Human Rights Watch condemned the measures, calling them a “recipe for harassment and abuse.”
“Locking down East Jerusalem neighborhoods will infringe upon the freedom of movement of all Palestinian residents rather than being a narrowly tailored response to a specific concern,” it said in a statement.
The police lockdown comes after what reports said was the most violent day since Israel began imposing controversial new rules on the al-Asqua Mosque compound late last month, setting off a new wave of protests against the occupation, which have been met with brutal force.
As Brad Parker, an attorney and international advocacy officer with Defense for Children International, wrote Tuesday, the recent relaxing by the Israeli government of “live-fire” rules has given Israeli police a “green light” to use live ammunition against Palestinian stone throwers, who are mostly youths—amounting to what he says is effectively a “war on Palestinian children.”
Since that time, 366 Palestinians have been shot with live fire, 932 with rubber-coated steel bullets, and 2,365 have been injured by tear gas, according to the Red Crescent. Dozens of Israelis have also been injured, mainly in rogue stabbing attacks.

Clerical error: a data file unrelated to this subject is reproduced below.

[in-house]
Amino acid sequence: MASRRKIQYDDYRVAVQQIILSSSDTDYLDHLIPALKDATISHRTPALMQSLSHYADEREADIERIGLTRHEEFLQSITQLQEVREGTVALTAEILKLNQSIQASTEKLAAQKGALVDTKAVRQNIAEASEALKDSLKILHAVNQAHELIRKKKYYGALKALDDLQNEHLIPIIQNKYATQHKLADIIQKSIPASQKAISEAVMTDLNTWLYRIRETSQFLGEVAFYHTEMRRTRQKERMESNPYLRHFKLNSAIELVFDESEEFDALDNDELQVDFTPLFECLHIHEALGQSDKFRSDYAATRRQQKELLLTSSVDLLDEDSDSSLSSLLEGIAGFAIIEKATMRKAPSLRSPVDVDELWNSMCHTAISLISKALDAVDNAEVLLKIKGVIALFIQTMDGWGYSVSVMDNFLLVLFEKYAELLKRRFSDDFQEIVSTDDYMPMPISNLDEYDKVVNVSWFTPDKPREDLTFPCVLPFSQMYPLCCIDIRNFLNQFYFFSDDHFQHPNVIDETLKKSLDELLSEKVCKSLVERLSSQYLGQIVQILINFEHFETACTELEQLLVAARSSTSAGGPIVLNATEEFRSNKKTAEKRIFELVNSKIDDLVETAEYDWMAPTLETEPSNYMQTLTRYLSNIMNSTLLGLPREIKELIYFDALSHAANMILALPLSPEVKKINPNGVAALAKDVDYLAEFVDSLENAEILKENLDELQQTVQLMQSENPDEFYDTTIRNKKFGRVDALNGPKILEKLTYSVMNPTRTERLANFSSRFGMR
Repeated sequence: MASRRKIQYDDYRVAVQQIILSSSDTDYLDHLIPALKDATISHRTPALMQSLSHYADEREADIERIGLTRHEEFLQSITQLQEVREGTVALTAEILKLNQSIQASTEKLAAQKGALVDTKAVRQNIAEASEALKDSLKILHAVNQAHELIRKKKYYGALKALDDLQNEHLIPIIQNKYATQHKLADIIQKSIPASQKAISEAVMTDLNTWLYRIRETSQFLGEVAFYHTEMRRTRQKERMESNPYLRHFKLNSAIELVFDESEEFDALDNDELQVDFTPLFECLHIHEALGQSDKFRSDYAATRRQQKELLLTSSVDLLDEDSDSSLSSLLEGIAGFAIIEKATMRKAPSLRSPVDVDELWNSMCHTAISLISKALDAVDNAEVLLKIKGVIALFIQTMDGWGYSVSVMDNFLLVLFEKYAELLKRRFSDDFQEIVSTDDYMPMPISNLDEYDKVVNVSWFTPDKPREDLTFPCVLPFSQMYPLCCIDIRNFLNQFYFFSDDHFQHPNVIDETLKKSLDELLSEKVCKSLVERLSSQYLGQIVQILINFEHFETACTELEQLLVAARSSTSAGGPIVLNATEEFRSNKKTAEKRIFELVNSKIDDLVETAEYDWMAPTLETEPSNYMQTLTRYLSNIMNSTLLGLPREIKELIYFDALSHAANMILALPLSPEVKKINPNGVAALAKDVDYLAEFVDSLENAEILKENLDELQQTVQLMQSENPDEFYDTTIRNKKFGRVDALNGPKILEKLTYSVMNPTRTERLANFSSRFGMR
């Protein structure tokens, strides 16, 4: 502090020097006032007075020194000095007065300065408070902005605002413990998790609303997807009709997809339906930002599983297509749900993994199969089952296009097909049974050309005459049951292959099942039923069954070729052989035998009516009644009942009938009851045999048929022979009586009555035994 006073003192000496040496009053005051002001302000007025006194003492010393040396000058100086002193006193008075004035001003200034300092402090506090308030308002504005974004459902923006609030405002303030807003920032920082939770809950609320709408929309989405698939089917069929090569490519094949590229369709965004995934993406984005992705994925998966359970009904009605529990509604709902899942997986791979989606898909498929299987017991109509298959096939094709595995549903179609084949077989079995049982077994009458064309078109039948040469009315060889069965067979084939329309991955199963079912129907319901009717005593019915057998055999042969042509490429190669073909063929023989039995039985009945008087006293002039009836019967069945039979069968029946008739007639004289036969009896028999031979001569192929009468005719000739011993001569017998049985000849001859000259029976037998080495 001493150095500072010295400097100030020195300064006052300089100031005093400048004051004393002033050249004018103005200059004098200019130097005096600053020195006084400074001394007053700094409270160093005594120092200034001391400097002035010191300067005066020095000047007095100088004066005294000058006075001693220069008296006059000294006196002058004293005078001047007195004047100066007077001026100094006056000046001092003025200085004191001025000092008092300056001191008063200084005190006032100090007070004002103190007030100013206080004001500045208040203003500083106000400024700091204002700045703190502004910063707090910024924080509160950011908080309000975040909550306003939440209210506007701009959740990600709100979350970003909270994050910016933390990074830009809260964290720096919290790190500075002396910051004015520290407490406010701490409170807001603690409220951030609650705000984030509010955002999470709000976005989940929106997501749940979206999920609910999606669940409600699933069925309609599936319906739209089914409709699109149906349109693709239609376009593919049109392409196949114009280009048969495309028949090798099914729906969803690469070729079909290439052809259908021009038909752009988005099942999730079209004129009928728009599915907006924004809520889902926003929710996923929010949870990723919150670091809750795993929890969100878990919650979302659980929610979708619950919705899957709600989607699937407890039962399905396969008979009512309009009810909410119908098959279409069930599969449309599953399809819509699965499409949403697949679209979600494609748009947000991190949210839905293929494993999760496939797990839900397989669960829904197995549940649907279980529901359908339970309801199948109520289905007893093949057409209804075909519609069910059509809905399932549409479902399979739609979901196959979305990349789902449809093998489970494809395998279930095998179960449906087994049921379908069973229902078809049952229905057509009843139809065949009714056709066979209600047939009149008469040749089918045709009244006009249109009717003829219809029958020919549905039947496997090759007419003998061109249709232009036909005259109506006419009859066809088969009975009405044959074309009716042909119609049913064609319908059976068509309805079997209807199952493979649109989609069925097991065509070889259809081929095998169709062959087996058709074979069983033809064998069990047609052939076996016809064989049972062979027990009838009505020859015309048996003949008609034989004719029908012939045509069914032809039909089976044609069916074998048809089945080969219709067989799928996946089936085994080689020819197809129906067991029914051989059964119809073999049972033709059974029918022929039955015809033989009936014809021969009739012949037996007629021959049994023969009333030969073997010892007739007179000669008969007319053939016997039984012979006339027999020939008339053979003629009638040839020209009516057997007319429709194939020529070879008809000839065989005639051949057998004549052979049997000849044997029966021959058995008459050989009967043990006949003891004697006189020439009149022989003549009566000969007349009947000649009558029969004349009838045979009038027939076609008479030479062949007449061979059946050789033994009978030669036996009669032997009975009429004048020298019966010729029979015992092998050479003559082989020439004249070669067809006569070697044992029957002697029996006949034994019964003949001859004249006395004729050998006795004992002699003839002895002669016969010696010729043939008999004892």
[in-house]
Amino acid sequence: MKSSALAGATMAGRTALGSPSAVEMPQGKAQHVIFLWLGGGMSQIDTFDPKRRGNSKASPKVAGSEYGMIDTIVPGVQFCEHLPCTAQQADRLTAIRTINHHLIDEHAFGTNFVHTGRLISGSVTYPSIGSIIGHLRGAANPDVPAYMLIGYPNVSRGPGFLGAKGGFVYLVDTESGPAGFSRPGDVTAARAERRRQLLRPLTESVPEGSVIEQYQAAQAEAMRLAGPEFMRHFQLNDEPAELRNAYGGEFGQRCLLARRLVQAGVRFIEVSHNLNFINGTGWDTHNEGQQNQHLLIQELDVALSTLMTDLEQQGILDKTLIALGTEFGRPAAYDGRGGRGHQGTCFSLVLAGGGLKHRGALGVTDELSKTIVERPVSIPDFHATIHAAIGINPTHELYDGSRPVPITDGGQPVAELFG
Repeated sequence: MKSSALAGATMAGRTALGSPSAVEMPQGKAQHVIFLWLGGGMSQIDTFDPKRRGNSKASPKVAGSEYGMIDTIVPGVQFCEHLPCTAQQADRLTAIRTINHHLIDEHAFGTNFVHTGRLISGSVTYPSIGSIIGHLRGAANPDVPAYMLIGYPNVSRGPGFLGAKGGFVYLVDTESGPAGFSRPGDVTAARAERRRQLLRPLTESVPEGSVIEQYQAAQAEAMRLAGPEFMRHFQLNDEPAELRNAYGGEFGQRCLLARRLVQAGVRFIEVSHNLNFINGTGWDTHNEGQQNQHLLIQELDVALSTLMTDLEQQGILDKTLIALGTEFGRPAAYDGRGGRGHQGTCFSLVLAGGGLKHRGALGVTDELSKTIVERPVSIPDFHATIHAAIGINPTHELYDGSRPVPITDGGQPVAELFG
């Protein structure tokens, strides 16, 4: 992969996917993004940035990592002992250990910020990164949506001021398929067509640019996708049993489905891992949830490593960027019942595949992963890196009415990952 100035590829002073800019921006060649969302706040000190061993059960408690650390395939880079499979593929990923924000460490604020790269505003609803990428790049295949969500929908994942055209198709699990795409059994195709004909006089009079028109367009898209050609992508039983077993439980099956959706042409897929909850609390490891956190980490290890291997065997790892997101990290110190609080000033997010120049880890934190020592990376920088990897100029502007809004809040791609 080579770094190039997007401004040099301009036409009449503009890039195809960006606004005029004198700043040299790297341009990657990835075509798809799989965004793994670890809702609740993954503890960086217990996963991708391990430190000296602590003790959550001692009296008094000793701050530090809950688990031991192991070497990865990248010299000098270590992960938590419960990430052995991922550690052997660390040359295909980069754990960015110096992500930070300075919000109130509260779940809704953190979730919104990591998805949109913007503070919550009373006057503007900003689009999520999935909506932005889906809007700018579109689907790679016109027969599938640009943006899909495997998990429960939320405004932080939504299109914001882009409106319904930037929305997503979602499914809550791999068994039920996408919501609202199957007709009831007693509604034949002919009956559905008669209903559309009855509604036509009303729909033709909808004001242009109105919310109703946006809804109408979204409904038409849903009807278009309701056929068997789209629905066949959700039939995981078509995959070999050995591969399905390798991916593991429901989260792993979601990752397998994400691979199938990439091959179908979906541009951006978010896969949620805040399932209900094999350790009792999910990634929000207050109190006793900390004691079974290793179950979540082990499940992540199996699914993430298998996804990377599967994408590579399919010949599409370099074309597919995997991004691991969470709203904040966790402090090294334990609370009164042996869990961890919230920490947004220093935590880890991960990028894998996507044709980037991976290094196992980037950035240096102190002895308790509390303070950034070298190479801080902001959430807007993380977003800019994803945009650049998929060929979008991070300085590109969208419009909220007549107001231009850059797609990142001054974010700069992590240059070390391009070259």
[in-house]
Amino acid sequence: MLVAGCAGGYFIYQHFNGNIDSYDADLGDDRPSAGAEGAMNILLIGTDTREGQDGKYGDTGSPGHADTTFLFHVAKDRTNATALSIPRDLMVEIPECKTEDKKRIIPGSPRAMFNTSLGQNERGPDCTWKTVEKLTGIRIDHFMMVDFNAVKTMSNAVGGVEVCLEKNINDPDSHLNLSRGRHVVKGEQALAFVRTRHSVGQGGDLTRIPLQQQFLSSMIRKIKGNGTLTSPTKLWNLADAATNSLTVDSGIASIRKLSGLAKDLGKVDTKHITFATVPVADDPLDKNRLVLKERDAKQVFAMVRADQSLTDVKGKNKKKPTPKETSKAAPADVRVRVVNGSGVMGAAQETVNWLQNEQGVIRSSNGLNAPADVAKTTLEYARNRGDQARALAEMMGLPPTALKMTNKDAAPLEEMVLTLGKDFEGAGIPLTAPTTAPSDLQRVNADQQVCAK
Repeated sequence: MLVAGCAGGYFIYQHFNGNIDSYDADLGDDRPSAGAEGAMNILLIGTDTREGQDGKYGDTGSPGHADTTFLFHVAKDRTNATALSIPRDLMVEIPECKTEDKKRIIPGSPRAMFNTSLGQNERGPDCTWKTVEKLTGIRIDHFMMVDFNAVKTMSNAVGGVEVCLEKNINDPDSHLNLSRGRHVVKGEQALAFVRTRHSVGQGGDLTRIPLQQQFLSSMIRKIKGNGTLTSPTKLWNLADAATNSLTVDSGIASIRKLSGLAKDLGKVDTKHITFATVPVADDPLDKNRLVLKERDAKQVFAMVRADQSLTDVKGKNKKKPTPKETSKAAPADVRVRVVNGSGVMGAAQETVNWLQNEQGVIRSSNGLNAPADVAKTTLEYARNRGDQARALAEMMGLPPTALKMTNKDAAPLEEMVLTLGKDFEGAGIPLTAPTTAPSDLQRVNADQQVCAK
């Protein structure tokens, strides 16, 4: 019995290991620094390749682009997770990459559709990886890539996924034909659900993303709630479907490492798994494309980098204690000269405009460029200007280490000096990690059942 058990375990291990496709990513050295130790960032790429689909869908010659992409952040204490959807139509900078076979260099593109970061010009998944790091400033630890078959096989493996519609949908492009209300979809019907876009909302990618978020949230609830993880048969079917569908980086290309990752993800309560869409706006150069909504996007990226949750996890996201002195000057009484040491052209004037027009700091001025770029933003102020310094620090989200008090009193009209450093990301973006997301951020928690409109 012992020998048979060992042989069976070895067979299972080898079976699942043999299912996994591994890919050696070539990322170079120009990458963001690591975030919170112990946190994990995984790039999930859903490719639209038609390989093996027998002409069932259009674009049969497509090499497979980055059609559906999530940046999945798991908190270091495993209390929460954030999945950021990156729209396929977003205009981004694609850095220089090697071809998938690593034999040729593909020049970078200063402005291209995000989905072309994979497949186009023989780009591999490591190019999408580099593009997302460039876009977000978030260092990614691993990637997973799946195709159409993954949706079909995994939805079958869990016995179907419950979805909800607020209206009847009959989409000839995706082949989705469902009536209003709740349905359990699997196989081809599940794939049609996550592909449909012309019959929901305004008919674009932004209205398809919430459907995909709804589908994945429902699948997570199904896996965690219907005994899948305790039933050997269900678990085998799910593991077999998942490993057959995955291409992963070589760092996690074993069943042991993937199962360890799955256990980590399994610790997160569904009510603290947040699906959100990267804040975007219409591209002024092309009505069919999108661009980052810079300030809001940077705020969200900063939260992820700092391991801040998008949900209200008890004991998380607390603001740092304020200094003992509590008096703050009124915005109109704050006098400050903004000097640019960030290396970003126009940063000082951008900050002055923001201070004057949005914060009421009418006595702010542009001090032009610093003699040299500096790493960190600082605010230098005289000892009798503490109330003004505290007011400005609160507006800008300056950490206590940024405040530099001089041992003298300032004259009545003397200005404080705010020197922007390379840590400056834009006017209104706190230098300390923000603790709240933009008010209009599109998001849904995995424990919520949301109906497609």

However, as critics have noted, much of the mainstream media reporting has focused on the violence against Israeli citizens and have either neglected to include the context of the ongoing occupation or have buried the significant number of Palestinian fatalities.
Yousef Munayyer, the executive director of the U.S. Campaign to End the Israeli Occupation, told Al Jazeera that news outlets that fail to disclose “the conditions that Palestinians live under that is really fueling the resentment and the anger that is leading so many of these young Palestinians to take actions themselves in these way — in stabbings, in protests” are failing to provide their audiences with information vital to making sense of tragic events.
International protests in solidarity with Palestinians are planned for this coming weekend.
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